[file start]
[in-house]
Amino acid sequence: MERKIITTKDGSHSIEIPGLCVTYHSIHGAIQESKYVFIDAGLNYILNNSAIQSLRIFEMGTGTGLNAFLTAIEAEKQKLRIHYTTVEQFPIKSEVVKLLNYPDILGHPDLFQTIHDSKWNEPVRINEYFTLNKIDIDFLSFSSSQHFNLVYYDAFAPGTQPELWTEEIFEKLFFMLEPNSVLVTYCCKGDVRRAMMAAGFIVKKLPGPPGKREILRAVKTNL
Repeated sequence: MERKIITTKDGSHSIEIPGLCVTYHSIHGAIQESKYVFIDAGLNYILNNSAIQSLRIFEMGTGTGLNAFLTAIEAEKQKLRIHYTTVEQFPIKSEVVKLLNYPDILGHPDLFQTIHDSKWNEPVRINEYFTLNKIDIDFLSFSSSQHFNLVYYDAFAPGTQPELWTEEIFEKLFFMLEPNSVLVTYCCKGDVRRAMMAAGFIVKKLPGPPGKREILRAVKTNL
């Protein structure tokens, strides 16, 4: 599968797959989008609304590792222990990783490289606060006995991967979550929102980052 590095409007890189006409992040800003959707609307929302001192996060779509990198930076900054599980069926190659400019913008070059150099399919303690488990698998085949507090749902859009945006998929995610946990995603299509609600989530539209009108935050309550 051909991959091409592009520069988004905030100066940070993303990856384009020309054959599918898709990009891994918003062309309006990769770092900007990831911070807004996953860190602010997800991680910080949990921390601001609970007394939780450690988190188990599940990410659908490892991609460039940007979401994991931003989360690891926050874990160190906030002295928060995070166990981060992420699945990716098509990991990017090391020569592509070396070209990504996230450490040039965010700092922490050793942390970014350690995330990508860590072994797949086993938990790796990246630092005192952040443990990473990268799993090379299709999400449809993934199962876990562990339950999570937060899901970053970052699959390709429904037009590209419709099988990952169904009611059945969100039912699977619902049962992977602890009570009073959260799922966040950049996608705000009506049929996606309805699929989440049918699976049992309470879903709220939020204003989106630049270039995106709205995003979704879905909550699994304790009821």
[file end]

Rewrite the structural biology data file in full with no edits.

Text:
[in-house]
Amino acid sequence: MERKIITTKDGSHSIEIPGLCVTYHSIHGAIQESKYVFIDAGLNYILNNSAIQSLRIFEMGTGTGLNAFLTAIEAEKQKLRIHYTTVEQFPIKSEVVKLLNYPDILGHPDLFQTIHDSKWNEPVRINEYFTLNKIDIDFLSFSSSQHFNLVYYDAFAPGTQPELWTEEIFEKLFFMLEPNSVLVTYCCKGDVRRAMMAAGFIVKKLPGPPGKREILRAVKTNL
Repeated sequence: MERKIITTKDGSHSIEIPGLCVTYHSIHGAIQESKYVFIDAGLNYILNNSAIQSLRIFEMGTGTGLNAFLTAIEAEKQKLRIHYTTVEQFPIKSEVVKLLNYPDILGHPDLFQTIHDSKWNEPVRINEYFTLNKIDIDFLSFSSSQHFNLVYYDAFAPGTQPELWTEEIFEKLFFMLEPNSVLVTYCCKGDVRRAMMAAGFIVKKLPGPPGKREILRAVKTNL
């Protein structure tokens, strides 16, 4: 599968797959989008609304590792222990990783490289606060006995991967979550929102980052 590095409007890189006409992040800003959707609307929302001192996060779509990198930076900054599980069926190659400019913008070059150099399919303690488990698998085949507090749902859009945006998929995610946990995603299509609600989530539209009108935050309550 051909991959091409592009520069988004905030100066940070993303990856384009020309054959599918898709990009891994918003062309309006990769770092900007990831911070807004996953860190602010997800991680910080949990921390601001609970007394939780450690988190188990599940990410659908490892991609460039940007979401994991931003989360690891926050874990160190906030002295928060995070166990981060992420699945990716098509990991990017090391020569592509070396070209990504996230450490040039965010700092922490050793942390970014350690995330990508860590072994797949086993938990790796990246630092005192952040443990990473990268799993090379299709999400449809993934199962876990562990339950999570937060899901970053970052699959390709429904037009590209419709099988990952169904009611059945969100039912699977619902049962992977602890009570009073959260799922966040950049996608705000009506049929996606309805699929989440049918699976049992309470879903709220939020204003989106630049270039995106709205995003979704879905909550699994304790009821």